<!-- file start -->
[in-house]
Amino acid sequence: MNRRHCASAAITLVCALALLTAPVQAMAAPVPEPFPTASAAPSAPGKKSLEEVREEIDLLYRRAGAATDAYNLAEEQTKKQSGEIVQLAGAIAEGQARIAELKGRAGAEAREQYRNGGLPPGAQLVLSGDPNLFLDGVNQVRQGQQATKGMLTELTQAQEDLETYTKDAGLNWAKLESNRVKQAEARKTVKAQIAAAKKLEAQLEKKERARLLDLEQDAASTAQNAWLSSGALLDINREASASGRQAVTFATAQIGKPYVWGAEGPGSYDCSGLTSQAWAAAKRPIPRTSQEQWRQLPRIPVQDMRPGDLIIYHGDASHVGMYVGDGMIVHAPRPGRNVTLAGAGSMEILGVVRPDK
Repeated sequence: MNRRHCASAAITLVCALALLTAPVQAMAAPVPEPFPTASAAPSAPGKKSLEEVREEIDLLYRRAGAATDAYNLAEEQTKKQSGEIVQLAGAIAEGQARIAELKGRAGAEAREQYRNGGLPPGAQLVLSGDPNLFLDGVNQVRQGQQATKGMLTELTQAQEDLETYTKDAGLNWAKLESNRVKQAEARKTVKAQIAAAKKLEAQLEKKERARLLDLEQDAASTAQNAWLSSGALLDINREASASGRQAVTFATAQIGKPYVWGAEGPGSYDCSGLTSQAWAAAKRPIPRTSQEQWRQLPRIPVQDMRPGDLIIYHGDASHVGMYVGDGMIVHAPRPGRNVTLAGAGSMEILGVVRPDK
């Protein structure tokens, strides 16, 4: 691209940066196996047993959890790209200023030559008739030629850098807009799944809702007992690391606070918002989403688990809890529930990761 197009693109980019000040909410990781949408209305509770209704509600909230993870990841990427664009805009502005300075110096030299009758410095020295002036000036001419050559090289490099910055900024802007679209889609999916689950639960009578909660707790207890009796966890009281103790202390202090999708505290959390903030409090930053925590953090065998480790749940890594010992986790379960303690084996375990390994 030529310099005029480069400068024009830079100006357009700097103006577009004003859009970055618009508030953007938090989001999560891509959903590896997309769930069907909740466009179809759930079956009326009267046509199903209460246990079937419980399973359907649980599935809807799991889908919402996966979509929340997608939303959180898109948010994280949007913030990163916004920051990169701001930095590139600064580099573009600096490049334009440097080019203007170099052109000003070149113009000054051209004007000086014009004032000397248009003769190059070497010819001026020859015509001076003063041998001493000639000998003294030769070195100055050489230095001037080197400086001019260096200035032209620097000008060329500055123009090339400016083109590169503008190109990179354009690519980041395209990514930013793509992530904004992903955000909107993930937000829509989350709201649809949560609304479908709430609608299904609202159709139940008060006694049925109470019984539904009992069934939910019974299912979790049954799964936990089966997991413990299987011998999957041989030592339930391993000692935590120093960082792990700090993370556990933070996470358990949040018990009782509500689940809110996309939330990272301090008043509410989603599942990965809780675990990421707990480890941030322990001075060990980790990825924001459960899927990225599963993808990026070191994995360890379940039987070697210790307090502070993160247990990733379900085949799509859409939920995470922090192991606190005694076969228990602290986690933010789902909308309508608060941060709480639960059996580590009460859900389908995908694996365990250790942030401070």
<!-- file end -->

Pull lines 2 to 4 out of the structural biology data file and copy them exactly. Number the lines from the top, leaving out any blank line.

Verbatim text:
Amino acid sequence: MNRRHCASAAITLVCALALLTAPVQAMAAPVPEPFPTASAAPSAPGKKSLEEVREEIDLLYRRAGAATDAYNLAEEQTKKQSGEIVQLAGAIAEGQARIAELKGRAGAEAREQYRNGGLPPGAQLVLSGDPNLFLDGVNQVRQGQQATKGMLTELTQAQEDLETYTKDAGLNWAKLESNRVKQAEARKTVKAQIAAAKKLEAQLEKKERARLLDLEQDAASTAQNAWLSSGALLDINREASASGRQAVTFATAQIGKPYVWGAEGPGSYDCSGLTSQAWAAAKRPIPRTSQEQWRQLPRIPVQDMRPGDLIIYHGDASHVGMYVGDGMIVHAPRPGRNVTLAGAGSMEILGVVRPDK
Repeated sequence: MNRRHCASAAITLVCALALLTAPVQAMAAPVPEPFPTASAAPSAPGKKSLEEVREEIDLLYRRAGAATDAYNLAEEQTKKQSGEIVQLAGAIAEGQARIAELKGRAGAEAREQYRNGGLPPGAQLVLSGDPNLFLDGVNQVRQGQQATKGMLTELTQAQEDLETYTKDAGLNWAKLESNRVKQAEARKTVKAQIAAAKKLEAQLEKKERARLLDLEQDAASTAQNAWLSSGALLDINREASASGRQAVTFATAQIGKPYVWGAEGPGSYDCSGLTSQAWAAAKRPIPRTSQEQWRQLPRIPVQDMRPGDLIIYHGDASHVGMYVGDGMIVHAPRPGRNVTLAGAGSMEILGVVRPDK
């Protein structure tokens, strides 16, 4: 691209940066196996047993959890790209200023030559008739030629850098807009799944809702007992690391606070918002989403688990809890529930990761 197009693109980019000040909410990781949408209305509770209704509600909230993870990841990427664009805009502005300075110096030299009758410095020295002036000036001419050559090289490099910055900024802007679209889609999916689950639960009578909660707790207890009796966890009281103790202390202090999708505290959390903030409090930053925590953090065998480790749940890594010992986790379960303690084996375990390994 030529310099005029480069400068024009830079100006357009700097103006577009004003859009970055618009508030953007938090989001999560891509959903590896997309769930069907909740466009179809759930079956009326009267046509199903209460246990079937419980399973359907649980599935809807799991889908919402996966979509929340997608939303959180898109948010994280949007913030990163916004920051990169701001930095590139600064580099573009600096490049334009440097080019203007170099052109000003070149113009000054051209004007000086014009004032000397248009003769190059070497010819001026020859015509001076003063041998001493000639000998003294030769070195100055050489230095001037080197400086001019260096200035032209620097000008060329500055123009090339400016083109590169503008190109990179354009690519980041395209990514930013793509992530904004992903955000909107993930937000829509989350709201649809949560609304479908709430609608299904609202159709139940008060006694049925109470019984539904009992069934939910019974299912979790049954799964936990089966997991413990299987011998999957041989030592339930391993000692935590120093960082792990700090993370556990933070996470358990949040018990009782509500689940809110996309939330990272301090008043509410989603599942990965809780675990990421707990480890941030322990001075060990980790990825924001459960899927990225599963993808990026070191994995360890379940039987070697210790307090502070993160247990990733379900085949799509859409939920995470922090192991606190005694076969228990602290986690933010789902909308309508608060941060709480639960059996580590009460859900389908995908694996365990250790942030401070």